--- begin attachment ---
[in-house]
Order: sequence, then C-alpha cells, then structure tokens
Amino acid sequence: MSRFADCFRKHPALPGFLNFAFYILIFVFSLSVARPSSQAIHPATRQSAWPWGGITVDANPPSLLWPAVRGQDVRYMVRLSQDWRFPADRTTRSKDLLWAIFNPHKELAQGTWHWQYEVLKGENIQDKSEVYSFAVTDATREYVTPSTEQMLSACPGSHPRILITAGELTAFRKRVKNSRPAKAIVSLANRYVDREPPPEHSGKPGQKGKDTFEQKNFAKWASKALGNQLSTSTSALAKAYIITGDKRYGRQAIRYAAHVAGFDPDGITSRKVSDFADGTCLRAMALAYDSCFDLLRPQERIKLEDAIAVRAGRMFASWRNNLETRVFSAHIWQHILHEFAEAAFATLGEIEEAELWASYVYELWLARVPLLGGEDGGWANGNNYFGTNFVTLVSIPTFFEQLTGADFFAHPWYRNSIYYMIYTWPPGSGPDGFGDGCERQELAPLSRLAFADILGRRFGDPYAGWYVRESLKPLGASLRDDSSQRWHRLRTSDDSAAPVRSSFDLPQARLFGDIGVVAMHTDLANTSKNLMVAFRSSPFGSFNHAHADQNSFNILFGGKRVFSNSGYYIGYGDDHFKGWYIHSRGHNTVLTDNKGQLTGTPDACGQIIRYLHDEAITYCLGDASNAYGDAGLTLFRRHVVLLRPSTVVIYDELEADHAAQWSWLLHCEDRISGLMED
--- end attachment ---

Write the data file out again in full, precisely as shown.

[in-house]
Order: sequence, then C-alpha cells, then structure tokens
Amino acid sequence: MSRFADCFRKHPALPGFLNFAFYILIFVFSLSVARPSSQAIHPATRQSAWPWGGITVDANPPSLLWPAVRGQDVRYMVRLSQDWRFPADRTTRSKDLLWAIFNPHKELAQGTWHWQYEVLKGENIQDKSEVYSFAVTDATREYVTPSTEQMLSACPGSHPRILITAGELTAFRKRVKNSRPAKAIVSLANRYVDREPPPEHSGKPGQKGKDTFEQKNFAKWASKALGNQLSTSTSALAKAYIITGDKRYGRQAIRYAAHVAGFDPDGITSRKVSDFADGTCLRAMALAYDSCFDLLRPQERIKLEDAIAVRAGRMFASWRNNLETRVFSAHIWQHILHEFAEAAFATLGEIEEAELWASYVYELWLARVPLLGGEDGGWANGNNYFGTNFVTLVSIPTFFEQLTGADFFAHPWYRNSIYYMIYTWPPGSGPDGFGDGCERQELAPLSRLAFADILGRRFGDPYAGWYVRESLKPLGASLRDDSSQRWHRLRTSDDSAAPVRSSFDLPQARLFGDIGVVAMHTDLANTSKNLMVAFRSSPFGSFNHAHADQNSFNILFGGKRVFSNSGYYIGYGDDHFKGWYIHSRGHNTVLTDNKGQLTGTPDACGQIIRYLHDEAITYCLGDASNAYGDAGLTLFRRHVVLLRPSTVVIYDELEADHAAQWSWLLHCEDRISGLMED